Review: Beauty Like the Night by Joanna Bourne

Spymaster series by Joanna BourneBeauty Like the Night
Author: Joanna Bourne
Publisher: Berkley
Genre: Historical Romance
Publication Date: August 1, 2017
Rating: ★★★☆☆

Synopsis: Sèverine de Cabrillac, orphan of the French revolution and sometime British intelligence agent, has tried to leave spying behind her. Now she devotes herself to investigating crimes in London and finding justice for the wrongly accused.
 Raoul Deverney, an enigmatic half-Spaniard with enough secrets to earn even a spy's respect, is at her door demanding help. She's the only one who can find the killer of his long-estranged wife and rescue her missing fourteen-year-old daughter. Sèverine reluctantly agrees to aid him, even though she knows the growing attraction between them makes it more than unwise. Their desperate search for the girl ​unleashes treason and murder. . . and offers a last chance for two strong, wounded people to find love.

When I first read Joanna' Bourne's The Spymaster's Lady many years ago, I had no idea that lumbering giant William Doyle would feature so prominently in the series to such a degree that we've now been able to meet a large portion of his children. And yet here we are, in Beauty Like the Night, meeting four of his children, with his eldest Severine serving as the novel's heroine. As with many of Bourne's novels, this book moves fast and serves up her distinct writing style. 

I was surprised but intrigued by the idea of Severine working for Military Intelligence instead the British Service -  I was disappointed at first, thinking that would mean little interaction with the usual characters from throughout the series. But in the end, Doyle and Hawker figured quite prominently - quite honestly, they seemed more prominent in this book than they have in others where they were supposed to be supporting. 

I adored Severine - she's incredibly intelligent and a little bit damaged after years of spying and discerning military secrets in France and Spain for years on end. She can make investigative deductions from the trails of dust, but it never comes across as over-the-top or as a bid to make her the best detective this side of Sherlock. I particularly loved the passages in which she lovingly describes Meeks Street and its occupants - as if it were truly home. Likewise, I loved Pilar - she's a little bit ruthless and hurting a lot, but much like Justine and Hawker before her, she's a character that is a little bit older beyond her years and worth seeing more of in the future.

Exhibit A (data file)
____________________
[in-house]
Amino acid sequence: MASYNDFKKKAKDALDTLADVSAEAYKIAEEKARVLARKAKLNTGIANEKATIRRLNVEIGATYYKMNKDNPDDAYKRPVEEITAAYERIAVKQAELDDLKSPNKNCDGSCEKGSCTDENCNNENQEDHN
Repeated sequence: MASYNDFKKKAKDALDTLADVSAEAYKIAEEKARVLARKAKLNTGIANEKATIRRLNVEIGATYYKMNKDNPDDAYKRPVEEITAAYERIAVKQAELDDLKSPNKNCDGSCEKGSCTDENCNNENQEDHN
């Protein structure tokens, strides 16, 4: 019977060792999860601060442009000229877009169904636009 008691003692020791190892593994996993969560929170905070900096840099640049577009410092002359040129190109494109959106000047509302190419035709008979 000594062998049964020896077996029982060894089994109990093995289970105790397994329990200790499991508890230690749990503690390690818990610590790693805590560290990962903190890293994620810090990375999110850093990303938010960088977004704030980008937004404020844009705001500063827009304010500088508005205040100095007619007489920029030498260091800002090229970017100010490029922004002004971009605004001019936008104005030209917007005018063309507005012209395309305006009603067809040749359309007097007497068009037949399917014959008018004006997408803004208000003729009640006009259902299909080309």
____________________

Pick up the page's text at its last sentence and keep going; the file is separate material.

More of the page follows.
Raoul de Verney, though, was another matter. French aristocrat, jewel thief extraordinaire and all-around mysterious man - he felt more like Bourne was attaching things to him in order to make him worthy of Severine. A task that was, in my eyes, never quite accomplished. The chemistry between the two never really came across on the page, either. On top of that, I found myself completely unimpressed and a little put-off by the way Raoul continuously insisted that Pilar was not his daughter. I understand his thought process, but this isn't something I enjoy reading from a hero in a novel written in 2017. Despite his apology in the end, my attachment to Pilar made me feel like he wasn't worthy of such a quick acceptance. 

Hero aside, the plot was fast-paced and kept me guessing until the end. I read this novel in a little over 24 hours and it was certainly worth the few years' wait. Though I'd put Beauty Like the Night in the second tier of Bourne novels below Forbidden Rose and The Black Hawk, this was still a solid title in the series and keeps me eagerly anticipating the next one. In terms of rating, I have been hovering back and forth between 3 and 4 stars - I adored Severine, the peek in at Doyle and Hawker as well as the introduction of Pilar and Bart; the plot, though a little weak, moved quick, and had a satisfying ending. That's all worthy of 4 stars. But ooooh, Raoul. His character, I think, was enough for me to bump this down to a 3. Perhaps on future re-read I will view him in a better light.

A copy of this title was provided via Net Galley and the publisher in exchange for an honest review.

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